Periodic Reporting for period 1 - UNIFIED (Fuel injection from subcritical to supercritical P-T conditions: a unified methodology for coupled in-nozzle flow, atomisation and air-fuel mixing processes)
Reporting period: 2018-10-08 to 2020-10-07
Such advanced injection systems can improve internal combustion engine performance in the following ways:
- Formation of high velocity fuel jets that lead to finer atomization and better air/fuel mixing.
- Increase of engine efficiency.
- Reduction of soot and CO2 emissions.
The objectives of the present project involve the study of high pressure fuel systems injecting fuel at high temperature and pressure conditions, well above the fuel’s critical point; the prevailing supercritical fluid conditions result to disappearance of the liquid-gas interface, which in turn, reduces vaporisation time and enhances significantly air-fuel mixing. The project will involve experiments (outgoing phase at Sandia National Laboratories) and simulations (return phase) to study the phenomena occurring during fuel injection and how they can be exploited to improve engine design.
Concerning numerical predictions/simulations: an advanced numerical methodology for handling (Diesel) fuel sprays at elevated temperatures and pressures has been developed. This methodology involves two aspects:
(1) thermodynamic property modelling, including non-ideal effects that occur at the extreme conditions of modern fuel injection systems. This modelling involves high order Equations of State (e.g. PC-SAFT, NIST Refprop) to accurately predict property variation and consequent thermodynamic effects.
(2) diesel fuel spray simulations at modern engine conditions, which exceed the fuel's critical point (T>700K, p>20bar).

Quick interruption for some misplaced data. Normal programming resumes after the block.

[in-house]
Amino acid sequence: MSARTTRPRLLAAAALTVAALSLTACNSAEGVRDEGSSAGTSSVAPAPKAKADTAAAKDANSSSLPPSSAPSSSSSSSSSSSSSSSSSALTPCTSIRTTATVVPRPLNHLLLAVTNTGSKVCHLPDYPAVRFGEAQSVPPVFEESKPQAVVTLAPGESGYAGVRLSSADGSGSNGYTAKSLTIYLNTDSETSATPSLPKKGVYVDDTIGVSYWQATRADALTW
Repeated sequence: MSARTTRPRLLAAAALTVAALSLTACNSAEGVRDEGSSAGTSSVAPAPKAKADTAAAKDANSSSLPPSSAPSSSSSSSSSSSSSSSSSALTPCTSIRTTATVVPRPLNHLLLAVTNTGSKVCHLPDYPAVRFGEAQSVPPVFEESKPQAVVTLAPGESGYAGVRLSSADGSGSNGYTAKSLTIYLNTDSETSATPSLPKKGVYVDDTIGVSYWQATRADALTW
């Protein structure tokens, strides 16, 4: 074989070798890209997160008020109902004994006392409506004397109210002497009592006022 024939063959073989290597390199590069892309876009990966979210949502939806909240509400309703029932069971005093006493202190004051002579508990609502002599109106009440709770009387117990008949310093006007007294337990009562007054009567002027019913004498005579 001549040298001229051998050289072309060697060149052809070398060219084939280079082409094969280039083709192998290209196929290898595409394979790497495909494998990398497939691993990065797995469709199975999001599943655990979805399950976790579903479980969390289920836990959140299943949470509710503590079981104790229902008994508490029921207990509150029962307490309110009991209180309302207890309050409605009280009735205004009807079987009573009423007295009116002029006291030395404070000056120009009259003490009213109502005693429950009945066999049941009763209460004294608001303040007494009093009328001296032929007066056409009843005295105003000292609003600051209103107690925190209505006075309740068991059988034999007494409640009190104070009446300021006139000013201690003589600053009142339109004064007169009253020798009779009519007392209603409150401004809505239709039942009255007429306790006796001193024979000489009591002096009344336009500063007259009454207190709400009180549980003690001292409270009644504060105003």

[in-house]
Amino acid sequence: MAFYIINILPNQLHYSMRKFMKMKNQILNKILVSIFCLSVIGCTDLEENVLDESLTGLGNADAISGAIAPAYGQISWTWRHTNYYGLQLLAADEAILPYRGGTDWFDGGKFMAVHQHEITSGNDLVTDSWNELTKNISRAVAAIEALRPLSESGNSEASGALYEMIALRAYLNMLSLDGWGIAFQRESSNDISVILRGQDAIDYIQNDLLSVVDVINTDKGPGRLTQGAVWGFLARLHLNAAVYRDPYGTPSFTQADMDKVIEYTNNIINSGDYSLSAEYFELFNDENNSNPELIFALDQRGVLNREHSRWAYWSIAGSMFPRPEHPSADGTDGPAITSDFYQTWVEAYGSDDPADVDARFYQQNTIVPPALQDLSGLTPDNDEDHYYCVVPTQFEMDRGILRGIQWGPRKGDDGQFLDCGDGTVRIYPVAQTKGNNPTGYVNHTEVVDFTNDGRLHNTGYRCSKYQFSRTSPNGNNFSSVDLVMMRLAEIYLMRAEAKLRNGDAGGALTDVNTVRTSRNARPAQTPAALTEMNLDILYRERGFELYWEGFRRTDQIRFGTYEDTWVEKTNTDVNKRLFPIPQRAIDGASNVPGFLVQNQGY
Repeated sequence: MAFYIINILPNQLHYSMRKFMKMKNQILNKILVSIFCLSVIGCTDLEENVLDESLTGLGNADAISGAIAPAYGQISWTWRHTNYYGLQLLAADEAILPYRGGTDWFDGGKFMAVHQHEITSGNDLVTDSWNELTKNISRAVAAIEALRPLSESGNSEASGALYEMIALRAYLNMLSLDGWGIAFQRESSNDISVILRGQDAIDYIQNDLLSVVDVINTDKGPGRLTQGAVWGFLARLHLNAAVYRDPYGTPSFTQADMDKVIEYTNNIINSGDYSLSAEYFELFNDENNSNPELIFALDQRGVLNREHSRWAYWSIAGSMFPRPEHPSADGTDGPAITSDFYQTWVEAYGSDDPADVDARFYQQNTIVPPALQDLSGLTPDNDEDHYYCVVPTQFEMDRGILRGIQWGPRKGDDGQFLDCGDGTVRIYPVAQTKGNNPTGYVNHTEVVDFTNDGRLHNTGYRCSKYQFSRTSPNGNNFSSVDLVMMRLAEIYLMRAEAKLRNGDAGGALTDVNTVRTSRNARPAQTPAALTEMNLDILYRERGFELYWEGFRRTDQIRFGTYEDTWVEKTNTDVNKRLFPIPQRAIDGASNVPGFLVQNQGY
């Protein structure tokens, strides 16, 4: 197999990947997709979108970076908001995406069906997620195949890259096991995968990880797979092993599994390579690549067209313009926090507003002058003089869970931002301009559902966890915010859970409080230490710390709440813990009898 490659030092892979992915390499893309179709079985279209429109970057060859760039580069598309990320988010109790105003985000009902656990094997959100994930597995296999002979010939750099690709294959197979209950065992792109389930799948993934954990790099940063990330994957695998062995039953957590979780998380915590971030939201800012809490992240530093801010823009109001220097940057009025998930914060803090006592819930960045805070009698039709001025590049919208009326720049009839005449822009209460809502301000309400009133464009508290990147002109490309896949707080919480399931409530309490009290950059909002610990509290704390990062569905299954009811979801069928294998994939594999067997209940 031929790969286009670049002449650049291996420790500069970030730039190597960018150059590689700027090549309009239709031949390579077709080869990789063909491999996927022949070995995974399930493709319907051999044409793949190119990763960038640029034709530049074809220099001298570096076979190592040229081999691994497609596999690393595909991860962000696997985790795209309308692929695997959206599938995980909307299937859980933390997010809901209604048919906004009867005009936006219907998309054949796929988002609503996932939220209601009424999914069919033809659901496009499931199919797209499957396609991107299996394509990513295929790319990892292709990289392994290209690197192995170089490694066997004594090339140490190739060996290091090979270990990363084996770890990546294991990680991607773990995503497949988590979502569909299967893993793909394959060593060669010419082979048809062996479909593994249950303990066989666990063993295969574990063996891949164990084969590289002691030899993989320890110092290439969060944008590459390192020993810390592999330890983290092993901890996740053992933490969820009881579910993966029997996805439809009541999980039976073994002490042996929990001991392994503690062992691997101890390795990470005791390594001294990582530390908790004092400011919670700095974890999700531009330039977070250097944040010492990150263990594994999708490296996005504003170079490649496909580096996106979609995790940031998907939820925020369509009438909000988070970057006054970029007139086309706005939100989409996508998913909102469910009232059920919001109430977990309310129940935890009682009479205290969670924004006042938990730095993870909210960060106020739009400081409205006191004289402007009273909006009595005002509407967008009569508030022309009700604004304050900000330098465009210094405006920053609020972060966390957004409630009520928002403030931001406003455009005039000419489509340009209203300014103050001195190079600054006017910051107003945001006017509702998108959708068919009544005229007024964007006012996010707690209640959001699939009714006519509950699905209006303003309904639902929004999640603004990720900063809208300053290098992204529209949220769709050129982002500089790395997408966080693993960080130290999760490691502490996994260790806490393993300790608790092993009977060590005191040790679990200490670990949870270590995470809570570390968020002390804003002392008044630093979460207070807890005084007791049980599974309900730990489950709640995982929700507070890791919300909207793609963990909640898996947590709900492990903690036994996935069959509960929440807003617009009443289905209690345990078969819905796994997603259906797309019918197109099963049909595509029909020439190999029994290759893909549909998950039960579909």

Concerning experiments for fuel studies, several aspects have been pursued:
(1) one refers to the use of various diagnostics (e.g. Schlieren for vapor penetration, Diffuse Backlight Illumination for liquid penetration) for examining various gasoline-like fuels at standardised conditions, as established by the Engine Combustion Network (ECN).
(2) the second refers to the further development of a 3d tomographic reconstruction technique, that is capable of producing 3D volumetric distribution of fuel sprays for quantitative comparisons of the liquid penetration.
(3) the third refers to the visualisation of internal flow in fuel injector orifices. The orifices are transparent, made of acrylic for refractive index matching with the diesel fuel and are based on standardised geometries publicly available through the Engine Combustion Network (ECN). These orifices have been examined with optical methods (Diffuse Back Illumination and Schlieren / Shadowgraphy) to determine fuel penetration characteristics and/or correlation to turbulence and cavitation.
The aforementioned aspects have been investigated and important findings (validated methodology and predictions) have been published in the relevant journals (see also publication section).
The advancements in simulation tools offer a better understanding of spray characteristics and related effects, by including accurately thermodynamic property variations and induced effects such as viscous heating and Joule-Thomson cooling. The inputs needed for thermodynamic modelling are based on the molecular characteristics of the fuel, providing a versatile tool for examining ""what-if"" scenarios, which can be exploited in design studies in fuel and automotive industries.
The fuel studies on gasoline-based blends is closely associated with the standardisation of fuels, investigation of fuel surrogates and composition on spray characteristics, relevant to different engine operating conditions (e.g. cold start, early injection, high temperature etc), which subsequently affect emissions and performance.
Hence this work is a direct advancement in the quest of efficient, less polluting engines, either diesel or gasoline. However, on the more fundamental level, the diagnostics developed and used are relevant to the understanding of sprays (volumetric distribution of liquid, probability density functions of droplet sizes), relevant even to biomedical applications."